Providers of FM will have a hard time banning smoking in the premises under their responsibility. Smokers cannot just stop, so resources and provisions will need to be made to accommodate existing smokers. The number of smokers in the UAE is high due to the vast mix of cultures and the availability of cheap cigarettes.
Banning smoking without careful consideration of smokers' needs will result in litter outside the main entrance, fire stairwells, doorways and anywhere else the smoker can retreat to. This makes premises unattractive and the smell of cigarettes can linger, or secret smoking can even set off fire alarm systems.
Banning smoking needs careful consideration. A project plan should be developed to create dedicated smoking areas for staff by providing cigarette bins, outdoor sheltered seating in smoking shelters. Creating such an area will provide a focal point for smokers and staff will know where to go and hopefully they will feel responsible for the areas cleanliness as they will be the ones using it.
In addition to creating an area, FM providers will need to consider advising customers, visitors and employees where they are allowed to smoke, how to get there and remind them to keep the area tidy. ÃƒÂ¢Ã¢â€šÂ¬Ã‹Å“No Smoking' signs will have to be installed throughout the premises and information given to the building's occupants. Ideally occupational health should be involved to assist any smoker who wishes to stop - smokers need help and will flounder if left.
This task it daunting enough for office and commercial premises, where FM providers are dealing with specific employees and clients. When you add in members of the general public then the task is tremendous.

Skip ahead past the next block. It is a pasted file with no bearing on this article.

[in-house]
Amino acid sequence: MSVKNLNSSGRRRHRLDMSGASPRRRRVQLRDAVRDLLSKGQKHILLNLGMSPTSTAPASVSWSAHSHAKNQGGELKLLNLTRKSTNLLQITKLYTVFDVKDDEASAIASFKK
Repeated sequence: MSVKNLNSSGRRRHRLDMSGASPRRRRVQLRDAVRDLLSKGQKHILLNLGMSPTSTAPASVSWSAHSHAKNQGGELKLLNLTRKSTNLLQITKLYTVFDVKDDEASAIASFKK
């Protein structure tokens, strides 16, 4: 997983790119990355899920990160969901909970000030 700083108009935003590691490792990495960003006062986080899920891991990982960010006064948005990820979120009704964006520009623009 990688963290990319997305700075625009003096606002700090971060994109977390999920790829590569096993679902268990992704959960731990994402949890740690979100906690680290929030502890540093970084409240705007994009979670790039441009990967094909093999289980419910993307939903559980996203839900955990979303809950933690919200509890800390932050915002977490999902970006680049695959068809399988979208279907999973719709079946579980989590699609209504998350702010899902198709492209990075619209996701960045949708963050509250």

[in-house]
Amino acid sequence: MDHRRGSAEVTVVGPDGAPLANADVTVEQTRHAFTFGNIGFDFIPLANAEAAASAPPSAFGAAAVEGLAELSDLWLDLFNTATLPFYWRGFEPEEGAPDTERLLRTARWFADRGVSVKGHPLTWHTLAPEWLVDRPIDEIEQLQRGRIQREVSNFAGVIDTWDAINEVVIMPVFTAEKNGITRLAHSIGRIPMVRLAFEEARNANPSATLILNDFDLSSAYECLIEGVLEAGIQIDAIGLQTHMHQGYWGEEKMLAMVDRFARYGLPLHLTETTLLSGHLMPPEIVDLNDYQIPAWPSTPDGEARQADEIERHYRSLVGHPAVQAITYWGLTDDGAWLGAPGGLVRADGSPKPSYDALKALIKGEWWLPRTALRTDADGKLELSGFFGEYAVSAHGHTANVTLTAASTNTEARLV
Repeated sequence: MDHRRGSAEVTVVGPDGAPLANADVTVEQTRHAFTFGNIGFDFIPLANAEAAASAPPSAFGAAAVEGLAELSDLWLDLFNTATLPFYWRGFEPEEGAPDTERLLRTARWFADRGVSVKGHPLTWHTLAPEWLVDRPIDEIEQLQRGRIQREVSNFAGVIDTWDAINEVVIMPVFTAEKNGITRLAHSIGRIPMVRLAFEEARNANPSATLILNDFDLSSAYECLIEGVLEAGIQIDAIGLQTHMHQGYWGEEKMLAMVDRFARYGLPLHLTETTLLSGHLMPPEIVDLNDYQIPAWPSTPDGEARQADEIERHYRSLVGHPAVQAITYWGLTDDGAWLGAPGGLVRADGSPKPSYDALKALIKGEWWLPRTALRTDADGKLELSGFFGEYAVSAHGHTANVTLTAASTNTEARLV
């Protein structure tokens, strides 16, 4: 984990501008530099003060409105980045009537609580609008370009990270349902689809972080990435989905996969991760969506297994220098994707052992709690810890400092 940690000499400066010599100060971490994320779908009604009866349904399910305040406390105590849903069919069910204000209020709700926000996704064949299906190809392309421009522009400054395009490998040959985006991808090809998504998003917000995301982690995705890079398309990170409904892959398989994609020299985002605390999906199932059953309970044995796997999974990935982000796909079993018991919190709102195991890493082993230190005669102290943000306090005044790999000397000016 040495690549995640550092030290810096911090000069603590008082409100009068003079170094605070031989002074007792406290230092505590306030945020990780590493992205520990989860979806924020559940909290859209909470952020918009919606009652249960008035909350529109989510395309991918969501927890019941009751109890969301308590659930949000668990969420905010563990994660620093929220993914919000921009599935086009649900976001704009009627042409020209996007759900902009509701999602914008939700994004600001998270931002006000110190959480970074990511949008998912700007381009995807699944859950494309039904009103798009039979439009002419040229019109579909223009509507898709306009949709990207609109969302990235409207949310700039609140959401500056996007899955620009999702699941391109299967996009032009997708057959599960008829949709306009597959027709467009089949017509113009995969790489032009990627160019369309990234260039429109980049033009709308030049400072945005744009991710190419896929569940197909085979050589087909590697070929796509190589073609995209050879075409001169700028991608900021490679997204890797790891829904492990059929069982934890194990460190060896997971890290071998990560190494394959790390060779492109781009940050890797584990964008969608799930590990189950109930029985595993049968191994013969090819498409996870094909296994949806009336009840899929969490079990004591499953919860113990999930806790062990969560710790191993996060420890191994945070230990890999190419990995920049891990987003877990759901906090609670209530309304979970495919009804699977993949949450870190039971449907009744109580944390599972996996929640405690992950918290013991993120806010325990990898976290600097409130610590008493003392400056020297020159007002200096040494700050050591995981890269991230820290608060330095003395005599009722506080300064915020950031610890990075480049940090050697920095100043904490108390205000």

Name: Abou Laban
Job title: Business Development Manager
Responsible for: Developing Business in Abu Dhabi
Company: EMCOR Facilities Services
Based in: Abu Dhabi
Background: Bsc. Mechanical Engineering, Msc. in Management. MECSC Member.
The smoking ban will have a big impact on existing office facilities. The facilities manager will have to implement new procedures to cope with these new regulations and at the same time accommodate smokers within the office space. The law still is not yet fully defined i.e.should buildings provide smoking areas or ban smoking completely within the facility?
A smoking employee will waste a lot of time per smoking break. Therefore, it is worth considering all the productive time being lost to an employer.
If smoking is restricted within buildings, staff will try wherever possible to smoke within the premises; which will cause health and safety issues within the building as well as creating a possible fire and safety hazard. Some of them will use the toilets, pantries and even emergency stairs if they can.
The new law could take into consideration the need to assign a specified smoking area within the premises. However, for an existing building, a holistic reassessment needs to be carried out on a case by case basis to tailor a solution. These solutions can incorporate some of the latest technologies in the field of indoor air quality management.